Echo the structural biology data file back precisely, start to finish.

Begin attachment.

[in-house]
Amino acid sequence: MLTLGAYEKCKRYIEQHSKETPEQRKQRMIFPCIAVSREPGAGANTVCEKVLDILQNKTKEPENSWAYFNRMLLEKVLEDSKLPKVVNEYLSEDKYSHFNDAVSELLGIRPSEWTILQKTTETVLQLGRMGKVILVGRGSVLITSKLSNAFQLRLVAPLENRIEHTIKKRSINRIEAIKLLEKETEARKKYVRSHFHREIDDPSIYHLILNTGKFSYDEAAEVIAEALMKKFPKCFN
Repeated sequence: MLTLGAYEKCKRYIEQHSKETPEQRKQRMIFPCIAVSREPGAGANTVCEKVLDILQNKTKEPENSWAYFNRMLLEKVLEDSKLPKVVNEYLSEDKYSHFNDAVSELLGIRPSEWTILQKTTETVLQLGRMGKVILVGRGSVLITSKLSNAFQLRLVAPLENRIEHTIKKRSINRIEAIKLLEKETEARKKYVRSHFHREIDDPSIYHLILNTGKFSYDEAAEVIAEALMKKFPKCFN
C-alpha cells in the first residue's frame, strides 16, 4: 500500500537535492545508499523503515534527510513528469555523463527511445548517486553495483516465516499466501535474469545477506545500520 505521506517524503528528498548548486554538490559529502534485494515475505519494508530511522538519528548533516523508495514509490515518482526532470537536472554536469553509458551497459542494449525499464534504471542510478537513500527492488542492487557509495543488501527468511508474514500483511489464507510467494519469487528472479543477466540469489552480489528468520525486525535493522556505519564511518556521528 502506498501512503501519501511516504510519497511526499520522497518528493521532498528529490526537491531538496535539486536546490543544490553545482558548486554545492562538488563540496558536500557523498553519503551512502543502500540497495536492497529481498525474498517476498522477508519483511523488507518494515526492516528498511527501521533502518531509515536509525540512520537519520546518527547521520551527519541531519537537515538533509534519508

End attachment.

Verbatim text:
[in-house]
Amino acid sequence: MLTLGAYEKCKRYIEQHSKETPEQRKQRMIFPCIAVSREPGAGANTVCEKVLDILQNKTKEPENSWAYFNRMLLEKVLEDSKLPKVVNEYLSEDKYSHFNDAVSELLGIRPSEWTILQKTTETVLQLGRMGKVILVGRGSVLITSKLSNAFQLRLVAPLENRIEHTIKKRSINRIEAIKLLEKETEARKKYVRSHFHREIDDPSIYHLILNTGKFSYDEAAEVIAEALMKKFPKCFN
Repeated sequence: MLTLGAYEKCKRYIEQHSKETPEQRKQRMIFPCIAVSREPGAGANTVCEKVLDILQNKTKEPENSWAYFNRMLLEKVLEDSKLPKVVNEYLSEDKYSHFNDAVSELLGIRPSEWTILQKTTETVLQLGRMGKVILVGRGSVLITSKLSNAFQLRLVAPLENRIEHTIKKRSINRIEAIKLLEKETEARKKYVRSHFHREIDDPSIYHLILNTGKFSYDEAAEVIAEALMKKFPKCFN
C-alpha cells in the first residue's frame, strides 16, 4: 500500500537535492545508499523503515534527510513528469555523463527511445548517486553495483516465516499466501535474469545477506545500520 505521506517524503528528498548548486554538490559529502534485494515475505519494508530511522538519528548533516523508495514509490515518482526532470537536472554536469553509458551497459542494449525499464534504471542510478537513500527492488542492487557509495543488501527468511508474514500483511489464507510467494519469487528472479543477466540469489552480489528468520525486525535493522556505519564511518556521528 502506498501512503501519501511516504510519497511526499520522497518528493521532498528529490526537491531538496535539486536546490543544490553545482558548486554545492562538488563540496558536500557523498553519503551512502543502500540497495536492497529481498525474498517476498522477508519483511523488507518494515526492516528498511527501521533502518531509515536509525540512520537519520546518527547521520551527519541531519537537515538533509534519508